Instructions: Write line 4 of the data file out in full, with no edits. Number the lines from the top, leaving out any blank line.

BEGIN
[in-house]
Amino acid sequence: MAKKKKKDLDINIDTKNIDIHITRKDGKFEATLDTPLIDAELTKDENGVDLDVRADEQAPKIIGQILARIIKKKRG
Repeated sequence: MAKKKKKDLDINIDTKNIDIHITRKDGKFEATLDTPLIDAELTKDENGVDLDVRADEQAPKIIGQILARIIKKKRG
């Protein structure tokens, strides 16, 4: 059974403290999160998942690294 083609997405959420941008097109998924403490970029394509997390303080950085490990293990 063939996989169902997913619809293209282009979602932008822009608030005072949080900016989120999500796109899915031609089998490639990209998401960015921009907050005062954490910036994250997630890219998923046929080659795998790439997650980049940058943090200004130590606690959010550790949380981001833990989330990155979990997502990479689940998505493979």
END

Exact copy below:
């Protein structure tokens, strides 16, 4: 059974403290999160998942690294 083609997405959420941008097109998924403490970029394509997390303080950085490990293990 063939996989169902997913619809293209282009979602932008822009608030005072949080900016989120999500796109899915031609089998490639990209998401960015921009907050005062954490910036994250997630890219998923046929080659795998790439997650980049940058943090200004130590606690959010550790949380981001833990989330990155979990997502990479689940998505493979």